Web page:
* Daily sleep log :LOGBOOK: - Note taken on [2009-09-16 Wed 04:02] \\ Didn't sleep at all. - Note taken on [2009-09-15 Tue 05:25] \\ Slept fitfully. - Note taken on [2009-09-14 Mon 09:30] \\ Slept like a log. :END:
When you cycle the visibility of your outline, the contents of the drawer will remain hidden.
* Daily sleep log :LOGBOOK: :END:
The only way to view the contents is to press
TAB directly on the
If you want a new name for a drawer, such as :NOTES:, you must customize the variable "org-drawers". Simply type =M-x customize-variable [RET] org-drawers" and add a new label.
By default, org-mode uses drawers to hide a variety of information, such as properties and clocked times.
But drawers are also quite useful for storing comments that you don't
want to see all the time. For instance, if you are writing a paper,
you might add a
:NOTE: drawer to the variable
you can deposit any notes to yourself in such drawers. By default, the
information you put in drawers will not be exported to HTML, LaTeX,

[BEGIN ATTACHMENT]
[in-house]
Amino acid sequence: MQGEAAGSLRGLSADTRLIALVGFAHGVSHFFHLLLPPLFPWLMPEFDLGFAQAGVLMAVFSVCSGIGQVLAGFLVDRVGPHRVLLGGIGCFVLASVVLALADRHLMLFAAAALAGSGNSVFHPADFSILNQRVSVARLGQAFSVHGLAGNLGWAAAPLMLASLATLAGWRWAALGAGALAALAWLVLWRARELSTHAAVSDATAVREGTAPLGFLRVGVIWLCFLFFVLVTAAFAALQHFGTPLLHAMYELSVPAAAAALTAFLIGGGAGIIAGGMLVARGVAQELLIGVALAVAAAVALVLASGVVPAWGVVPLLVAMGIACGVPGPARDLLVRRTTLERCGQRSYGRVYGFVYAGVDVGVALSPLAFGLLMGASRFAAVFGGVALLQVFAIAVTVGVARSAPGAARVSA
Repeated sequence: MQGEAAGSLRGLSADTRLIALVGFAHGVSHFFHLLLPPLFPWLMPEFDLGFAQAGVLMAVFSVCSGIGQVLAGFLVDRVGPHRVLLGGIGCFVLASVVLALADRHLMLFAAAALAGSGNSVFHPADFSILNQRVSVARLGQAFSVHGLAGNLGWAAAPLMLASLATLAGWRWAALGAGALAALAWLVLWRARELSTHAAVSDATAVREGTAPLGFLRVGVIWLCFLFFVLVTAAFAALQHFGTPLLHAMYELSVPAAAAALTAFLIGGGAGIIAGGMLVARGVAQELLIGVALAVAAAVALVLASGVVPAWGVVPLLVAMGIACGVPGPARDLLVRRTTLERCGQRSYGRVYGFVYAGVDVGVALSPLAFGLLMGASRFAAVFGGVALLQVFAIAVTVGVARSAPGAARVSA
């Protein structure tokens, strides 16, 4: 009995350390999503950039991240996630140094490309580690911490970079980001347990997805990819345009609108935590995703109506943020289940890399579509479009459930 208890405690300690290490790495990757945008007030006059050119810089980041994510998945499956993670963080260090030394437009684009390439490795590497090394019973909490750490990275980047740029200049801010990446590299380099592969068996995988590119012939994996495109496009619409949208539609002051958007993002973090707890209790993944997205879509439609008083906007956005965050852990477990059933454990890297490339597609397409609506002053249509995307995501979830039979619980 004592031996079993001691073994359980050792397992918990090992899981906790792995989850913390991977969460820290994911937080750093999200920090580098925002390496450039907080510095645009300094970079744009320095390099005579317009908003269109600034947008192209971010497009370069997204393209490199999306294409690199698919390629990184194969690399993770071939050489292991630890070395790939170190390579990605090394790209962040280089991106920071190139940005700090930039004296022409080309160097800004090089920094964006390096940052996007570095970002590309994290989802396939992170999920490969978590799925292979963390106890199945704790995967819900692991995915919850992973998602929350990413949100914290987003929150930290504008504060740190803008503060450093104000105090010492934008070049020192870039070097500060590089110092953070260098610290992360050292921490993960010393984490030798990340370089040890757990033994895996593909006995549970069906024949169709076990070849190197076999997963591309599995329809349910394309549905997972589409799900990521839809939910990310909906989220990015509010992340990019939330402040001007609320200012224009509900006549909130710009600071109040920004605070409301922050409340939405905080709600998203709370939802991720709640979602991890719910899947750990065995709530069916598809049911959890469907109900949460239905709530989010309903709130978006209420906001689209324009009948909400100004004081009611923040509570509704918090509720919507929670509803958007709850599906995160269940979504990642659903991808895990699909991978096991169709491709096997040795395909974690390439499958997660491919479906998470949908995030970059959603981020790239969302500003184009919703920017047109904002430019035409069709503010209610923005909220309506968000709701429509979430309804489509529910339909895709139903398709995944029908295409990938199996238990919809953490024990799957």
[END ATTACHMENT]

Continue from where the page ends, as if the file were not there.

An entry is the basic unit of data in org-mode. It consists of a headline, metadata (tags, todo keyword, properties, priority, etc.), and whatever other text it contains.
An entry is to be distinguished from a tree, which consists of all headlines and entries beneath a particular entry within the outline structure. Entries nested within other entries form a tree.
Here is a sample entry with a lot of data:
* TODO [#B] Headline :tags: :PROPERTIES: :DESCRIPTION: This is a sample property. :CATEGORY: documentation :CUSTOM_ID: an-extra-special-headline :END: And here is the text of an entry. You can put an unlimited amount of text in an entry! You can also add lists: - First item - Second item - Third item And tables: | Meal | Food | Calories | |-----------+-----------------+----------| | Breakfast | Eggs | 500 | | Lunch | Escargot | 800 | | Dinner | Bread and Water | 200 | |-----------+-----------------+----------| | Total | | 1500 |